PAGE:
State breaks 4 employment records in May
By J.R. TIDWELL / Editor
The state of Alabama hit four milestones when it comes to employment in the month of May.
According to the Alabama Department of Labor, the number of people in the labor force, the number employed and the number of jobs available were at their highest levels ever, while the unemployment rate was the lowest it has ever been statewide.
“Since day one, my administration has sought the best ways to make our state business-friendly for small businesses and attractive to world-class industry. It is certainly paying off, because in May each of Alabama’s 67 counties saw their unemployment rates drop,” Gov. Kay Ivey said. “Alabama is breaking record after record! I am proud of the footing we are making; however, we will not tire our efforts. It remains our goal to ensure every Alabamian who wants a job can get a job.”
Chilton County had an unemployment rate of 2.5% in May, down from 3.0% in April and 3.4% during the same month last year.
The county’s labor force was listed at 19,940, with just 500 people labeled as unemployed, down from 592 a month ago.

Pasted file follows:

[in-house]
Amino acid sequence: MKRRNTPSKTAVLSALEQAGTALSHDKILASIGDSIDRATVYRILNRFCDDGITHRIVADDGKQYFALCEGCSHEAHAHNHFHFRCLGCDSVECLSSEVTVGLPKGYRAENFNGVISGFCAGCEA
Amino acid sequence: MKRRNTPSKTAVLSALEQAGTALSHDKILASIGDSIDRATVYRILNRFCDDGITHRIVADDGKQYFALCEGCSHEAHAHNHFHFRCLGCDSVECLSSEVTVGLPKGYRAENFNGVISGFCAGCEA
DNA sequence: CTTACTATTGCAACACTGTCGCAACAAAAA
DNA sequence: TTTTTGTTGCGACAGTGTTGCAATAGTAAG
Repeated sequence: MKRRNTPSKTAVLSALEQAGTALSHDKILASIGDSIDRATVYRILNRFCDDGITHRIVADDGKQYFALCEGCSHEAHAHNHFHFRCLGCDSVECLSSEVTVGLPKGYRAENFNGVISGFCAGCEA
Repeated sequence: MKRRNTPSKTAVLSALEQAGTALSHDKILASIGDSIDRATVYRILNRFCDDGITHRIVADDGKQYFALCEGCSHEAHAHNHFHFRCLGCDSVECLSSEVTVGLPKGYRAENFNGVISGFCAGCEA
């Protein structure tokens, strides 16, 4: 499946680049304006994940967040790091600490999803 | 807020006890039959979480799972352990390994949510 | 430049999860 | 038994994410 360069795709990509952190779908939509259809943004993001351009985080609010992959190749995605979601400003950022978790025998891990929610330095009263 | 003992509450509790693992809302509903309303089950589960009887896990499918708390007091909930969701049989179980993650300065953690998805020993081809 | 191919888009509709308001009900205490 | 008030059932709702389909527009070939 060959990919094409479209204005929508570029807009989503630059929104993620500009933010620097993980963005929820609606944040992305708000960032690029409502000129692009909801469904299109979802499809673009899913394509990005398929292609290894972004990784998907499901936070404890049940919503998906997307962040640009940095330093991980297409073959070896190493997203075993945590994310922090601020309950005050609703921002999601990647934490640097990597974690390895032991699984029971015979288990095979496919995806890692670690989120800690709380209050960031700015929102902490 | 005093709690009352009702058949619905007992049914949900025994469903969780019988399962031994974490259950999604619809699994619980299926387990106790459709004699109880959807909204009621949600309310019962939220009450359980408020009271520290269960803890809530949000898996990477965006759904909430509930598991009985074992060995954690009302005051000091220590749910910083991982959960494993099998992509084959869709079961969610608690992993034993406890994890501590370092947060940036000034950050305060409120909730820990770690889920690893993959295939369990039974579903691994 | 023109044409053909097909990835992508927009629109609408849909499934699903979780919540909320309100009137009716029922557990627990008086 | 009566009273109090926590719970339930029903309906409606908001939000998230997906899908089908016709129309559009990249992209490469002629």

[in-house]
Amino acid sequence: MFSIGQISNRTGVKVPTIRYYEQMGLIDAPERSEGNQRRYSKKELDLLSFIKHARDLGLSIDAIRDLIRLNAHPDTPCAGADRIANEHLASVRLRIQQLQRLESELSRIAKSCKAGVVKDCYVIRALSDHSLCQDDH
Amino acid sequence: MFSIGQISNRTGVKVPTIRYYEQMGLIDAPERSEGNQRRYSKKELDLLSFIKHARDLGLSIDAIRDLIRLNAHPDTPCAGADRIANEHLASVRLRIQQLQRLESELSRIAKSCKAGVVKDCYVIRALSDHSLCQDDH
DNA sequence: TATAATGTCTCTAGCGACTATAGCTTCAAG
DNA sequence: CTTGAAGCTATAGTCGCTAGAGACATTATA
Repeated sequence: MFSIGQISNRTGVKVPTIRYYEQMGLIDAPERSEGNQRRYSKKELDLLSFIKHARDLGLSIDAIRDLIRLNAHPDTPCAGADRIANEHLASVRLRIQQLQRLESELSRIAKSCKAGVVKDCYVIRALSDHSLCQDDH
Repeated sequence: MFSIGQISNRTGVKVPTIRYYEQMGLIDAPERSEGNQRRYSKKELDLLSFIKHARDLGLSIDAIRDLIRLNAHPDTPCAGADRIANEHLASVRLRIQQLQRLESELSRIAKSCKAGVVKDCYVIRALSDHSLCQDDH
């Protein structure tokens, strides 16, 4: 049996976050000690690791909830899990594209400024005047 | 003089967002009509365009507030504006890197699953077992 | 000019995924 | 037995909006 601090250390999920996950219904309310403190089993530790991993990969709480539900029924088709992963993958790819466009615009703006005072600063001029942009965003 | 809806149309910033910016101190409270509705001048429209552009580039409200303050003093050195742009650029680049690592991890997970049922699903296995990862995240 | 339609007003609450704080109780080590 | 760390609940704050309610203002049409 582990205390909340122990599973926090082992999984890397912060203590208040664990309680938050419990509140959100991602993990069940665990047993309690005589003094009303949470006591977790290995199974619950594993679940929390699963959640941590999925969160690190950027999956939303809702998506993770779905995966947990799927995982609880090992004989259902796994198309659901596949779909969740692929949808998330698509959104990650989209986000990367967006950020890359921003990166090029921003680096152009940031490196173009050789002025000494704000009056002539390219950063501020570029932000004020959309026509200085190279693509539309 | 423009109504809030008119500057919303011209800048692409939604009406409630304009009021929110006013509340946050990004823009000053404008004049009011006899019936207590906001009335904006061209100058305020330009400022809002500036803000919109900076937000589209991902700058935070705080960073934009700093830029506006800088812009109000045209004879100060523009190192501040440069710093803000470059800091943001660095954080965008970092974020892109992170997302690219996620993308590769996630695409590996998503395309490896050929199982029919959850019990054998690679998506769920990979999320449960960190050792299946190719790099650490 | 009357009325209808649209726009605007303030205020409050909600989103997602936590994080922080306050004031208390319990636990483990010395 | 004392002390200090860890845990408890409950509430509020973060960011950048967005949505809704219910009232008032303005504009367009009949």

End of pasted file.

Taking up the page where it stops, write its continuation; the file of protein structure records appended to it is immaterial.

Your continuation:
“What great news we have to share this month,” said Alabama Department of Labor Secretary Fitzgerald Washington. “We’ve been consistently posting positive economic news, and this month is more of the same. More people are working, employers are hiring, and we’ve once again dropped to a record low unemployment rate. The job market is great in Alabama!”
Alabama’s unemployment rate for May was 3.7%, down from 3.8% in April and from the 4.1% mark of a year ago.
“Once again, Alabama’s job growth has surpassed the nations,” Washington said. “Our economy is supporting more jobs than ever before, and Alabama’s employers are continuing to hire. It’s our hashtag, but it’s true: We Have Jobs!”
Northern neighbor Shelby County continues to have the lowest unemployment rate in the state at 2.1%, while Wilcox County has the highest at 6.6%
All 67 counties experienced both over-the-month and over-the-year unemployment rate decreases, according to the labor department.